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Tuesday, January 26, 2010

All Tomorrow's Tablets: Will Steve Jobs Bring Back Reading?

Posted By on Tue, Jan 26, 2010 at 10:40 AM

On Wednesday, Apple's secrecy-clad chief Steve Jobs will unveil a new gadget, a tablet computer that he's been said to have called "the most important thing I've ever done." Depending on who you ask, the magic tablet will either deliver a new way to read the written word, or it'll be a way to watch videos on a clipboard-like device bigger than an iPhone and more manageable than a laptop.



In 2008 Jobs famously blurted out, "People don't read anymore."  A remark which Apple fanboys took to mean: Steve's going to bring back reading!



click to enlarge stevensteve_thumb_350x331.jpg


He'd better. Like most writers, I did not have many friends growing up - I had books and the newspaper and magazines and getting lost in words and writing while my parents fought through a divorce. I hit the books, imagining a better life out there where even a fat kid like me could be part of some cool writers' club where people wrote their thoughts and lives down every day.

I never thought I would get paid to write for a living, which I do. But

we no longer read like we used to. I have a writing career because I

annoyingly tweet my articles to my followers and email friends

constantly with links to my own and other people's content.

I

maximize strategy and monetize my personal brand and live out who knows

how many other Media 2.0 buzzwords. I am less of a writer and more of a

curator.

This is because the platforms upon which we engage

with text-based communication have changed. The information revolution

has replaced our thoughtful essays with headlines followed by a bunch

of comments, because there's money in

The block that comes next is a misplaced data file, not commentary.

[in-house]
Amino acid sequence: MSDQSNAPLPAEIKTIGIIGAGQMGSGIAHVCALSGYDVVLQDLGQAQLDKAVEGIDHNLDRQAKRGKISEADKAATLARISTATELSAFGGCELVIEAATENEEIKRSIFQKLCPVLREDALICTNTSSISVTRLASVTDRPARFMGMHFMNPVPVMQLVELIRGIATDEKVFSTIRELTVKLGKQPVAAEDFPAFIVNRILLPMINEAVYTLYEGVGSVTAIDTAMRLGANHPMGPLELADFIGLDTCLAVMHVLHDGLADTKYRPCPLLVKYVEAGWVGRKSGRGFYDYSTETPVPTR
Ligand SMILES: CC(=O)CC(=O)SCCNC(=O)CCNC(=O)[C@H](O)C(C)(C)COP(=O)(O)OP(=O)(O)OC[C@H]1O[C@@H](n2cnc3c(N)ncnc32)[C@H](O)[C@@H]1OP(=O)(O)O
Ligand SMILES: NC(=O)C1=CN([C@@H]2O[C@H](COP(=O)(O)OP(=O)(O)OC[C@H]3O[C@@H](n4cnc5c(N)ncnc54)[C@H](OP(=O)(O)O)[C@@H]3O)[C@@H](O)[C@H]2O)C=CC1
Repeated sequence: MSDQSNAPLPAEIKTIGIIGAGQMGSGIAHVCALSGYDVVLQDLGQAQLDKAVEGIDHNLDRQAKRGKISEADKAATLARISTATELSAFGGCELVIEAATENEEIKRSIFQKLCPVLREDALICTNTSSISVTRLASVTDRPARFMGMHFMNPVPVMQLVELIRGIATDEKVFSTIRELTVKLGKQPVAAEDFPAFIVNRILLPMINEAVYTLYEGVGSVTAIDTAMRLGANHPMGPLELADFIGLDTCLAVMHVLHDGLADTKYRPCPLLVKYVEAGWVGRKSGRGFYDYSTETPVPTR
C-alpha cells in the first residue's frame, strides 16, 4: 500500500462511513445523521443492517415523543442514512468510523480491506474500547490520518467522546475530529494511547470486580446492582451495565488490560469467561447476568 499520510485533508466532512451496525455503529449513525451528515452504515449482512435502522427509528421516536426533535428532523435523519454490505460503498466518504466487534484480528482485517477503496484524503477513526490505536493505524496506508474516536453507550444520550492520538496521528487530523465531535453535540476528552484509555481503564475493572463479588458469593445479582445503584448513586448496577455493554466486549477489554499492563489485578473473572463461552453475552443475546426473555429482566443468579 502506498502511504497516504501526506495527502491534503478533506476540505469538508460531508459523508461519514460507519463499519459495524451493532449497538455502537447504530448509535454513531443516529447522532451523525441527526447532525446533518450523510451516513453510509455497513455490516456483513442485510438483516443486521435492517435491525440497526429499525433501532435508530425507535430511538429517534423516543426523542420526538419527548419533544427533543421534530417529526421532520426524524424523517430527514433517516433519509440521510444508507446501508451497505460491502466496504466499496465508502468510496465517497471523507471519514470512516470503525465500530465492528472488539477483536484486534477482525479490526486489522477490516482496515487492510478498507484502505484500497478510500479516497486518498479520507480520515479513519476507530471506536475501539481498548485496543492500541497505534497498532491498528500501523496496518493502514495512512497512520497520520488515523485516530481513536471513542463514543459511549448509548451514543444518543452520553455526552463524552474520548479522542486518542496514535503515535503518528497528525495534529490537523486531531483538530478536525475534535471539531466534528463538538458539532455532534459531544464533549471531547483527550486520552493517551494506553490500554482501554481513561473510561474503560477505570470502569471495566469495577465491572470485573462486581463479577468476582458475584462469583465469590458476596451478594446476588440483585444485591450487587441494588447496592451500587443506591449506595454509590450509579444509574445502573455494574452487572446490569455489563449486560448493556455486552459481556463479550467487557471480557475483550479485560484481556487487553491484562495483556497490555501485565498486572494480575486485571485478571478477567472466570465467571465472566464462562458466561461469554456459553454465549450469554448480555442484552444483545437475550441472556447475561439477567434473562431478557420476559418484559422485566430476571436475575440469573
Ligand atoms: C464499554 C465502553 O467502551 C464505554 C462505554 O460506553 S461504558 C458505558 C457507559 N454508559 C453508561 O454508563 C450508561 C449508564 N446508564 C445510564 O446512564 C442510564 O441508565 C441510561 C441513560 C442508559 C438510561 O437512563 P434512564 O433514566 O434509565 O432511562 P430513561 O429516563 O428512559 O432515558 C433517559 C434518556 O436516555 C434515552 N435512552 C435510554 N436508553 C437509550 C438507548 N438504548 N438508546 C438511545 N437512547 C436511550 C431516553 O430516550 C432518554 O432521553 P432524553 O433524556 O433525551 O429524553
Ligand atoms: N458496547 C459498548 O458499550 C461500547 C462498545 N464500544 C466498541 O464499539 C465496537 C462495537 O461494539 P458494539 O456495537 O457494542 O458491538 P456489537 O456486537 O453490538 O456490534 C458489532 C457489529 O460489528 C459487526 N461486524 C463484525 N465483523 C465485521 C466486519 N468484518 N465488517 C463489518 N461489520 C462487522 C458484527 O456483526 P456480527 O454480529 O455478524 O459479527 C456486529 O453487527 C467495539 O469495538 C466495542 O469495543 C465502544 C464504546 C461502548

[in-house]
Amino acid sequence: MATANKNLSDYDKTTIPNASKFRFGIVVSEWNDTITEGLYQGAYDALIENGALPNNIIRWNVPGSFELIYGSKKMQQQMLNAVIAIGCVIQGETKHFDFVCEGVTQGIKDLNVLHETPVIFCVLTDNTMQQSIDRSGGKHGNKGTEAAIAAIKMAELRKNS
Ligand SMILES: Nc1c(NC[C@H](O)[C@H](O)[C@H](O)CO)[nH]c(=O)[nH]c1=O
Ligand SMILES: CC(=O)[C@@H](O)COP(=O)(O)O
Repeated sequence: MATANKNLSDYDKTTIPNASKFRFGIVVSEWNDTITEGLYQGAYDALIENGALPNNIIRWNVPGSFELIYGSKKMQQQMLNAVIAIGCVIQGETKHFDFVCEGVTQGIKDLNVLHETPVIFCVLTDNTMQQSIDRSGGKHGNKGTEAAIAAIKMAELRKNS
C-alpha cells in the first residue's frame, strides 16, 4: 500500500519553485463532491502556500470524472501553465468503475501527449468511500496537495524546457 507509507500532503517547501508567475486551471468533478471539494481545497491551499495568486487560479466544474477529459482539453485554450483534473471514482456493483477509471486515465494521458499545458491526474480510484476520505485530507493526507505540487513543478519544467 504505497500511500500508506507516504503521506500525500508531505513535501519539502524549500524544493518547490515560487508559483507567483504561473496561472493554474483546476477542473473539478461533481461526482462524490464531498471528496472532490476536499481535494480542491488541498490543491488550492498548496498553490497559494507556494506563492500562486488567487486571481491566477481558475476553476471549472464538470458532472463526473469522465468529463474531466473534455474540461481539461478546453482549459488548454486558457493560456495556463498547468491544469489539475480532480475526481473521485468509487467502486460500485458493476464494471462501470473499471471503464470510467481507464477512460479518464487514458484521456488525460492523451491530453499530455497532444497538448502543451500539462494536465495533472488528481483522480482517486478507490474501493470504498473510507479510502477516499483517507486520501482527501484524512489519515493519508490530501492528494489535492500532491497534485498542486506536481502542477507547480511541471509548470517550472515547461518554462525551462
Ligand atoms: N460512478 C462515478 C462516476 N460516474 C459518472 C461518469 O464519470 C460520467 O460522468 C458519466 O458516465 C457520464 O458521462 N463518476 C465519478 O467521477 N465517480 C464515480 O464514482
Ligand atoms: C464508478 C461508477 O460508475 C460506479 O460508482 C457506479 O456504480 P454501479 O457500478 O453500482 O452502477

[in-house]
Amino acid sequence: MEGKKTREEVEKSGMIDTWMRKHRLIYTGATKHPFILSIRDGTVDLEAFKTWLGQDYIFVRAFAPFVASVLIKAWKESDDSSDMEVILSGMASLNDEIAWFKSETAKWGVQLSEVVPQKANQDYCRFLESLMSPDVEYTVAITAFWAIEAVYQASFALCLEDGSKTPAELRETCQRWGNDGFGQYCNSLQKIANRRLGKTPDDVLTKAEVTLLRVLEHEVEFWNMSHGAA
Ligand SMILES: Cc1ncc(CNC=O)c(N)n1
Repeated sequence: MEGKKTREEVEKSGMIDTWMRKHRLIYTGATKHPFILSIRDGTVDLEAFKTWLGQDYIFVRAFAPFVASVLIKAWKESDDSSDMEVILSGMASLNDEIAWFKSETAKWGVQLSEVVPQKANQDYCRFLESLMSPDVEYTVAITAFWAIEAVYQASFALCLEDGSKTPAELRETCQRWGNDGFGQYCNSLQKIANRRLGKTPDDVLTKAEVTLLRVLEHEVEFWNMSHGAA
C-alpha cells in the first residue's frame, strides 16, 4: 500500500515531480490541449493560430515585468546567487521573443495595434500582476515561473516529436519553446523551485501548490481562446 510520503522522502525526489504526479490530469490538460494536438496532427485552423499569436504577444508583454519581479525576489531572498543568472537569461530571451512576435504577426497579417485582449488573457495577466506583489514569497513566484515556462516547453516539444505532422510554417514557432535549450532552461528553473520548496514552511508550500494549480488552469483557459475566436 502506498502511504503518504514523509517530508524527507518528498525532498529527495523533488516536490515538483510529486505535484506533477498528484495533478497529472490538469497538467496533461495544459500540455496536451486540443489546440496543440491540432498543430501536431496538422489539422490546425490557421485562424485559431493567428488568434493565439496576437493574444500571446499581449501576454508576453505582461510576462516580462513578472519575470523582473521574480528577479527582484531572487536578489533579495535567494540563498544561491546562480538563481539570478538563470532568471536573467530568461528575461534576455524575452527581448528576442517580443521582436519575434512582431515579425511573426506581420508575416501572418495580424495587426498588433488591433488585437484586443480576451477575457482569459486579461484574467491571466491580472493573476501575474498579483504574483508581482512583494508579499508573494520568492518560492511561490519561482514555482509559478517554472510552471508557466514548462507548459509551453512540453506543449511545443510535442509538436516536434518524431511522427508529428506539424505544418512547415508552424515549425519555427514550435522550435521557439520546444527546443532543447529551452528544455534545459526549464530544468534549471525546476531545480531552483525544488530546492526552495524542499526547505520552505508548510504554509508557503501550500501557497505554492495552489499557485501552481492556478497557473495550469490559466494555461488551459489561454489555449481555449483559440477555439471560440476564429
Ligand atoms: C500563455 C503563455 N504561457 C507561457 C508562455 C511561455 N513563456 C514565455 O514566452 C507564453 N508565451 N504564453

getting commenters to constantly reload a page in order to fawn over their own

one-line wisdom.

Thanks to the wanton refusal of tech

platforms and media companies to come to any sort of manageable

agreement on what a viable new media business model may look like,

entire subsections of the writerly class are or soon will be out of

work.

I'm guilty, too. The Weekly now has a long-form

journalism club, something one of our particularly short form-skeptical

staff writers whipped up. We are a group made up of more talent than

hustle, and convene today in the afternoon in order to discuss a 2006

Esquire piece on the Chechen terrorist takeover of a school in Beslan.



In actuality, I'll spend an hour image-searching "lemurs" on

Google instead of reading the article. Of those of us who actually

click the story link, half will skim it, read the headline, search for

keywords and then scroll down to the comments. Why read the long part

in the middle? We'll bullshit our way through by filling in the gaps in

our reading with a bunch of pseudo-intellectual talk we learned in

college.

So if Steve really gives a flying fsck about

this new Internet-driven literacy, tomorrow's tablet will first and

foremost be an invention that intends to bring back reading. Because if

it turns out to be just another way to download apps or catch up on Jersey Shore, I'm getting an engineering degree.

Follow us on Twitter at @alexiat and @sfweekly.


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Alexia Tsotsis

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